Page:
$$\begin{aligned} \mathbb {P}(|R_{I_k}| \le a_n)&= \mathbb {P}(|R_{I_k}|\le a_n, I_k\le b_n) + \mathbb {P}(|R_{I_k}|\le a_n, I_k> b_n)\nonumber \\&\le \mathbb {P}(I_k\le b_n) + \mathbb {P}(|R_{I_k}|\le a_n, I_k> b_n)\nonumber \\&\le \mathbb {P}(I_k\le b_n) + \mathbb {P}(W_{a_n+1}>b_n), \end{aligned}$$
(B.5)

where the last inequality follows by observing that if \(|R_{I_k}|\le a_n\) and \(I_k>b_n\), then \(W_{a_n+1}>b_n\).

To find an upper bound for \(\mathbb {P}(I_k\le b_n)\), note that, for any \(s\ge 1\), the random time between the sth and \((s+1)\)th arrival of coupon type \(D_k\) is a geometric random variable with success probability 1 / n. It follows that \(\varDelta _k\,:=I_k-W_k\) is a sum of \(c_n-1\) independent geometric random variables,Footnote 6 each with success probability 1 / n. Lemma B.4 therefore implies that for any \(0<\lambda <1\),

$$\begin{aligned} \mathbb {P}(\varDelta _k\le \lambda n(c_n-1)) \le e^{-f(\lambda ) c_n + f(\lambda )} \end{aligned}$$

where \(f(\lambda )>0\). But from the trivial lower bound \(W_k\ge 1\), it follows that \(\varDelta _k\le I_k -1\). Therefore, for any \(b_n\le \lambda n(c_n-1)+1\), we have

$$\begin{aligned} \mathbb {P}(I_k \le b_n) \le \mathbb {P}(I_k\le \lambda n (c_n-1) + 1) \le \mathbb {P}(\varDelta _k\le \lambda n (c_n-1)) \le e^{-f(\lambda ) c_n + f(\lambda )}. \end{aligned}$$
(B.6)

To find an upper bound for \(\mathbb {P}(W_{a_n+1}>b_n)\), we begin with the observation that, with the convention \(W_0=0\), we have

$$\begin{aligned} W_{a_n+1} = \sum _{i=0}^{a_n}(W_{i+1}-W_i). \end{aligned}$$

For \(0\le i \le a_n\), the random variables \(W_{i+1}-W_i\) are independent, and distributed according to a geometric distribution with success probability \(1-i/n\). Therefore, Lemma B.4 implies that for any \(\zeta >1\)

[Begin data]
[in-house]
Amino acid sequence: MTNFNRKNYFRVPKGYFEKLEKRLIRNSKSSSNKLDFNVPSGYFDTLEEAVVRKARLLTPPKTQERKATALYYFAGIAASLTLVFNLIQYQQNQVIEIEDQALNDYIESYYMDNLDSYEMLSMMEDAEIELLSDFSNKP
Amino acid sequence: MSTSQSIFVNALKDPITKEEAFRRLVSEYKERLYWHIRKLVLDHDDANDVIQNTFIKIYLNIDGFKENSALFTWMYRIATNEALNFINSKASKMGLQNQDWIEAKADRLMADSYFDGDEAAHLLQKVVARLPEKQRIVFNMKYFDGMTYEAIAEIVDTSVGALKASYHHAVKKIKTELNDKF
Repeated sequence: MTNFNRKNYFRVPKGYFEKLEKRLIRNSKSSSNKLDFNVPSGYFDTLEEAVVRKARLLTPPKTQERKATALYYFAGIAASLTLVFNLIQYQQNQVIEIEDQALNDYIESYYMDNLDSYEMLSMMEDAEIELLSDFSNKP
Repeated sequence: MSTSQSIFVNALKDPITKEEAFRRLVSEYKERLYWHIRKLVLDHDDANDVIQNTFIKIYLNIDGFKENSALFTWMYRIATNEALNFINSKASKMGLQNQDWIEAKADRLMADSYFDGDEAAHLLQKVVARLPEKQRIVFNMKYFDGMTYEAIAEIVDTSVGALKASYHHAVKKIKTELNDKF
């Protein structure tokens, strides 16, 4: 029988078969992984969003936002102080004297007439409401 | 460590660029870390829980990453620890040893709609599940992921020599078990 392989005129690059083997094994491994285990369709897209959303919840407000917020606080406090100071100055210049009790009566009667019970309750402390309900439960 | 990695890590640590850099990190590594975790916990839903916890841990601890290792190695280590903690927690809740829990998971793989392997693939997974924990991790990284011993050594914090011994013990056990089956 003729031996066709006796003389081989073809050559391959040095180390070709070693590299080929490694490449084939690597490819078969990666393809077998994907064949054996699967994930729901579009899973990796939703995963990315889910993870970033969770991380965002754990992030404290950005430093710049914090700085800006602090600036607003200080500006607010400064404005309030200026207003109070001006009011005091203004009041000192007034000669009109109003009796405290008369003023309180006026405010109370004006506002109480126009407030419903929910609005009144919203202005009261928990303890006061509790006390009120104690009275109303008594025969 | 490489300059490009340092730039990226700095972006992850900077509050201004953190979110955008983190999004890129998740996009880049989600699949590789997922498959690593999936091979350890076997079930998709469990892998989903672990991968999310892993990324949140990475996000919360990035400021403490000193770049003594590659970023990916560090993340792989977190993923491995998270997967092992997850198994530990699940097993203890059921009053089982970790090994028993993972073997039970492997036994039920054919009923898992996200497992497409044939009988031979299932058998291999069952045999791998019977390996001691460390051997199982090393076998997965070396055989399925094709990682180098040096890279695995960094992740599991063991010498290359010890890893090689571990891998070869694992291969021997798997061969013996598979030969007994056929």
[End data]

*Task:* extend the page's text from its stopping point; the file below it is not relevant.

$$\begin{aligned} \mathbb {P}(W_{a_n+1}\ge \zeta \,\mathbb {E}[W_{a_n+1}]) \le e^{-f(\zeta )(1-a_n/n)\mathbb {E}(W_{a_n+1})} \end{aligned}$$

with \(f(\zeta )>0\). But explicit calculation shows that

$$\begin{aligned} \mathbb {E}(W_{a_n+1}) = n(H_n - H_{n-a_n-1})\sim a_n, \qquad n\rightarrow \infty , \end{aligned}$$

where \(H_i\) is the ith harmonic number, and the asymptotic result follows from \(H_n\sim \ln (n)\) and the fact that \(a_n=o(n)\). It follows that for any choice of \(b_n \ge \zeta \, \mathbb {E}(W_{a_n+1})\) and \(\alpha \in (0,f(\zeta ))\), for sufficiently large n, we have

$$\begin{aligned} \mathbb {P}(W_{a_n+1}\ge b_n) \le e^{-\alpha \, a_n}. \end{aligned}$$
(B.7)

Any choice of \(b_n\) satisfying \(\zeta \,\mathbb {E}(W_{a_n+1}) \le b_n \le \lambda n(c_n-1)+1\), for sufficiently large n, suffices to ensure (B.6) and (B.7) hold simultaneously. It therefore suffices to set \(b_n=n\). For simplicity, \(\lambda \in (0,1)\) and \(\zeta >1\) can be chosen so that \(f(\lambda )=1=f(\zeta )\). Combining (B.5), (B.6) and (B.7) then implies that for any \(\alpha <1\) we have

$$\begin{aligned} \mathbb {P}(|R_{I_k}| \le a_n) \le e^{-c_n+1} + e^{-\alpha \,a_n} \end{aligned}$$

for sufficiently large n.

Finally, since \(|R_I|\le a_n\) implies \(|R_{I_k}|\le a_n\) for some \(1\le k \le a_n\), it follows from the union bound that, for sufficiently large n,

$$\begin{aligned} \mathbb {P}(|R_I|\le a_n) \le \mathbb {P}\left( \bigcup _{k=1}^{a_n}\{|R_{I_k}|\le a_n\}\right) \le \sum _{k=1}^{a_n} \mathbb {P}(|R_{I_k}|\le a_n)&\le a_n\, e^{-c_n+1} + a_n\, e^{-\alpha \,a_n}\\&\le e^2\,\ln (n)\,n^{-c} + e^{\alpha }\,\ln (n)\,n^{-\alpha }. \end{aligned}$$

Since \(c,\alpha >0\), we can choose \(0< \delta <\min \{c,\alpha \}\), and we obtain \(\mathbb {P}(|R_I|\le a_n) = O(n^{-\delta })\).   \(\square \)

Lemma B.4

Let \(X_1,X_2,\ldots ,X_n\) be independent random variables, such that \(X_i\) has geometric distribution with success probability \(p_i\), and let \(X=\sum _{i=1}^n X_i\). Then

$$\begin{aligned} \mathbb {P}(X\le \lambda \mu )&\le e^{-p_{*}\mu f(\lambda )}, \qquad \forall \,\lambda \le 1,\\ \mathbb {P}(X\ge \zeta \mu )&\le e^{-p_{*}\mu f(\zeta )}, \qquad \forall \,\zeta \ge 1, \end{aligned}$$

where \(\mu =\mathbb {E}(X) = \sum _{i=1}^n 1/p_i\), \(p_*= \min _{i\in [n]} p_i\) and \(f(x)=x -1 -\ln (x)\).

Proof

These results can be established, in the standard way, by applying Markov’s inequality to \(\mathbb {E}(e^{t X})\), and using the explicit form for \(\mathbb {E}(e^{t X_i})\); see e.g. [31]. \(\square \)

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Collevecchio, A., Elçi, E.M., Garoni, T.M. et al. On the Coupling Time of the Heat-Bath Process for the Fortuin–Kasteleyn Random–Cluster Model. J Stat Phys 170, 22–61 (2018). https://doi.org/10.1007/s10955-017-1912-x

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Keywords

  • Coupling from the past
  • Relaxation time
  • Random–cluster model
  • Markov-chain Monte Carlo